Changing Brewers Might Not Always Be A Bad Idea
Over the last several months both Goose Island and Rock Bottom in Chicago changed their head brewpub brewers. One brewery approached the change in a manner designed to keep customers happy. The other brewery lacked discipline and control and failed to provide a the quality that loyal customers could expect.
On the other hand, the beers at Goose Island never quite tasted the same. Maybe the recipes have been tweaked, the lines went bad or something else happened. No one I know seems to enjoy the beer as much. To much changed so fast that loyal customers could not come in and drink or eat something familiar. People who enjoy craft beer enjoy two things: innovation and consistency. While Goose went with innovation, the consistent beers people drank every year just were not there or not like people remembered them. I know I take a hard line on Goose Island in many of my posts, but I feel like they have gone down the path of maximizing profits at the expense of stupid customers who do not know the difference.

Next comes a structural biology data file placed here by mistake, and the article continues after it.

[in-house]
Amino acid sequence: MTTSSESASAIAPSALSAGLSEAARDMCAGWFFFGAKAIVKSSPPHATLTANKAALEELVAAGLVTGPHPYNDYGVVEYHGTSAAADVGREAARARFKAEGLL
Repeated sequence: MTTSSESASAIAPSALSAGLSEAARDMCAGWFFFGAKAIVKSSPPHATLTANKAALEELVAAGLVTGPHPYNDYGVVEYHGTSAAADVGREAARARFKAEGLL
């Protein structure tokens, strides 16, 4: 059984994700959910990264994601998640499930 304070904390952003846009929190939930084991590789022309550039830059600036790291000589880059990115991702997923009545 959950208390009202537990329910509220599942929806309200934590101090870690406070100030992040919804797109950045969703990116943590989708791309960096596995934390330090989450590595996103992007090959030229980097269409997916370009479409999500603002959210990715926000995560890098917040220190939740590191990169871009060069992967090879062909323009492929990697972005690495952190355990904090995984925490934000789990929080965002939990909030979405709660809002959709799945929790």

At Flossmoor Brewing Co., the ownership had an audit done by a previous brewer and his recommendation was to revert back to the old recipes used by several brewers ago for the Great Eight. I appreciate the throw back to tradition , but I think it handcuffs the current brewers options as well as an inability to evolve with customer tastes. A mass produced Budweiser today should taste like a Budweiser from forty years ago. Craft beer is in large part about evolution. The quality of ingredients and customer tastes are constantly evolving to the next level. By sticking with a static recipe the owners of Flossmoor will likely be left in the dust.
From a standpoint of owners managing brewers I find it somewhat odd that Rock Bottom a national operation seems to be doing a better job than locally owned and managed operations. Brewpubs can be the heart of a community, and being sensitive to the community is what matters. If you make good beer they will come. Management in these establishments need to learn a hands-off approach when it comes to beer.